Doesn’t that disregard your previous paragraph where you give examples of how two students may be qualified, but one student may be more qualified than another student, but simply doesn’t test as well?

    Using the examples you gave, the idea that seems to come out of this is that being a minority is a valid qualification, while SAT scores are not. Does reversing the status of the two hypothetical students – one white, the other not – alter the scenario in any way? It shouldn’t, should it? Or DOES being a minority allow for an extra category of qualification that is denied to… well, the majority?

    And how about cities like Philadelphia, where the whites are a minority, numbering fewer than blacks in population and many governmental and academic positions? Does Affirmative Action continue to blacks? Or are whites also a part of that? Or is no one?


    • No, no — the point, which I thought I made clear, was that SAT scores are just one thing a school looks at. Having a diverse student body is another, as well as looking at what the student did in High School (concerning awards, student activities, and so on — you know as well as I do that athletes get accepted often even though their scores were lower than average, for instance).

      And the point I made was that this only applies to admissions. Once inside, every student is treated the same and held to the same standards.


  2. Peter – think of it this way, on many job listings they have some minimum qualifications to do the job and then they have a list of preferred qualifications – So if two people applied for the job and both had the minimum requirements, but the white applicant has more preferred qualifications than the minority one does, your supposed to NOT disqualify the minority applicant merely because their a minority. Which some businesses used to do quite often, hence needing the law for them to explain themselves (through showing their job applications and such) when they come up with a predominately white workforce in a city such as Philadelphia. Now, if this same result happens in a city that is predominately white, then probably no explanation needed – but if on the other hand, you wind up with a nearly 100% minority workforce in a predominately white area, that would be example of it happening in the other direction – which shouldn’t happen either, but does happen occasionally.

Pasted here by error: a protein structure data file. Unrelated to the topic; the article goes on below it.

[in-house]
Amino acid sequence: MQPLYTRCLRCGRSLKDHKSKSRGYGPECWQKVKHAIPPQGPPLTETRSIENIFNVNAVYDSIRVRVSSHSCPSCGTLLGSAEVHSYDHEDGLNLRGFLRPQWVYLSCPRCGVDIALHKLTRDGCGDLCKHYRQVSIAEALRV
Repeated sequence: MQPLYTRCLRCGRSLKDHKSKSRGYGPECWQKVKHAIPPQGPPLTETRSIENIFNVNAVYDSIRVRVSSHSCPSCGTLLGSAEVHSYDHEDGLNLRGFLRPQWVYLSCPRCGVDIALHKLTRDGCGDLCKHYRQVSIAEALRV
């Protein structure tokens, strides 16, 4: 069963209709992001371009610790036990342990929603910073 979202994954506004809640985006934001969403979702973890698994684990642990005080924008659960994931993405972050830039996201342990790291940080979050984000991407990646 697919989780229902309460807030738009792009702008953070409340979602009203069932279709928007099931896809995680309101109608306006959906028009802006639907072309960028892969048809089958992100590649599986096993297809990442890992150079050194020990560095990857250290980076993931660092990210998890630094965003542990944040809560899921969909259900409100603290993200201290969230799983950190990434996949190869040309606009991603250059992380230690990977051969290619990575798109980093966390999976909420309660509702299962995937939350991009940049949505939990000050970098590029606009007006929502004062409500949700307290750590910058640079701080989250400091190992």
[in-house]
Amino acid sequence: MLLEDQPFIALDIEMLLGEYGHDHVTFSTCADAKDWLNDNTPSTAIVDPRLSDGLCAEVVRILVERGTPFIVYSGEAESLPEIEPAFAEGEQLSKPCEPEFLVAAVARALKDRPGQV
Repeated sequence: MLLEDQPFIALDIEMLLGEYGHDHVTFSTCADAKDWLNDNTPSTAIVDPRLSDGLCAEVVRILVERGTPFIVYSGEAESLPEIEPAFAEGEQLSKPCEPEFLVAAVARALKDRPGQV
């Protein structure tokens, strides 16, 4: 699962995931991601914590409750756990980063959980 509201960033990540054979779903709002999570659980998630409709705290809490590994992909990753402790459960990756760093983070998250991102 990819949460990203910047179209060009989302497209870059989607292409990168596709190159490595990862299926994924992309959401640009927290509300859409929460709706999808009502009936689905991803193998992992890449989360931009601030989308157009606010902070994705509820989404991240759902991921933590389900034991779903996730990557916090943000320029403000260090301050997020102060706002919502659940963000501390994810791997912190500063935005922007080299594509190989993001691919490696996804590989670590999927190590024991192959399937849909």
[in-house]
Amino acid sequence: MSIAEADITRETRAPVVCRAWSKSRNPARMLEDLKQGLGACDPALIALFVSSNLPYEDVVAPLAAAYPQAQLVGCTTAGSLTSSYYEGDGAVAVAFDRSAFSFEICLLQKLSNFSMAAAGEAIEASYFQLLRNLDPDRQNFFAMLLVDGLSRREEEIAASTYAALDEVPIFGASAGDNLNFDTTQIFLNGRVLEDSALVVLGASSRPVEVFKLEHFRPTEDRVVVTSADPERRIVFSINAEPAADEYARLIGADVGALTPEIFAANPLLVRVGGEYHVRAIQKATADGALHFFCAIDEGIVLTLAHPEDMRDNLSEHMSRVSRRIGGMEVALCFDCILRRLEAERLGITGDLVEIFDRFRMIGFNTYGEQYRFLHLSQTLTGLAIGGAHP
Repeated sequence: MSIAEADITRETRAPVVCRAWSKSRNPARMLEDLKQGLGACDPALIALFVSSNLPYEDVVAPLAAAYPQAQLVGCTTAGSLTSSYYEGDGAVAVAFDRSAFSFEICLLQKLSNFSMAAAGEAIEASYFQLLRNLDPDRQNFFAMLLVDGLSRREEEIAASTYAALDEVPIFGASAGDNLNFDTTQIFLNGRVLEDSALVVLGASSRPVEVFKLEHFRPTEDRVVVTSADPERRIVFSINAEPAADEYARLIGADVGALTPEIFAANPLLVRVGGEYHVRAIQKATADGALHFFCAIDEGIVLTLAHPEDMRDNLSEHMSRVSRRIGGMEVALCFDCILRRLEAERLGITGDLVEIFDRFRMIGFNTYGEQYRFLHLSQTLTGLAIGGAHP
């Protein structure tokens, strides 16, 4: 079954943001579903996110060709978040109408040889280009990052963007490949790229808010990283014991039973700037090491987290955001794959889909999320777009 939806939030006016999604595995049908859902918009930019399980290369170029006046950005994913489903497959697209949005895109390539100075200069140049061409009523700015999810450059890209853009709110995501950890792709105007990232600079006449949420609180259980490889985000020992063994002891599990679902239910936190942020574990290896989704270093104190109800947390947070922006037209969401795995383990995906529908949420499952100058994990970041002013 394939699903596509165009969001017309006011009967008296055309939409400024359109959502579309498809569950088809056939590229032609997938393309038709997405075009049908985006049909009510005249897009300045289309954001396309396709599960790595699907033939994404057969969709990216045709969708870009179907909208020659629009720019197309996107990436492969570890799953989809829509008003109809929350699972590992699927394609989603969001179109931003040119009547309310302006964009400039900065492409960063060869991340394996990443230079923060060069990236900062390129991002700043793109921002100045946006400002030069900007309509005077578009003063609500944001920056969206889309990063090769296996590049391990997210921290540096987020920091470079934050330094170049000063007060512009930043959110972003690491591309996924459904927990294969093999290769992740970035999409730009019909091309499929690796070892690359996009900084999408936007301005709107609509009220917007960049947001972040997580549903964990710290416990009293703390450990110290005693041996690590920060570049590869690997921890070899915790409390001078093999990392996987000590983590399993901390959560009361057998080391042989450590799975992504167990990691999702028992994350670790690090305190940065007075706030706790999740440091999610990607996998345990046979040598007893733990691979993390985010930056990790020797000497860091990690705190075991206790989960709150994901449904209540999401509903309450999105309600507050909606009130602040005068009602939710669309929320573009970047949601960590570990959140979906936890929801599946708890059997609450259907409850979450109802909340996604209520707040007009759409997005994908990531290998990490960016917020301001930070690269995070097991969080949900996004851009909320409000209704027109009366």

From my point of view – some sticky problems of applying affirmative action are:
    1) What about all the minorities that DON’T apply because they’ve been discouraged from applying beforehand? (I’m HOH & I’ve been discouraged from applying from many jobs – So I know it happens.)

    2) With the shifting of the cultural mix & statistical data now showing that whites are becoming the minority in more and more areas, Is it applied in that case as well? (Many people who are trying to follow the law, don’t believe that it applies in this case.)

    3) How does the law deal with companies that intentionally reposition portions of their operations to hire more whites in one area, and more minorities in another area? (I also see this happening. Heck, just take a look at the example of the rampant Offshoring that’s going on – Isn’t that what those companies are doing in a sense?)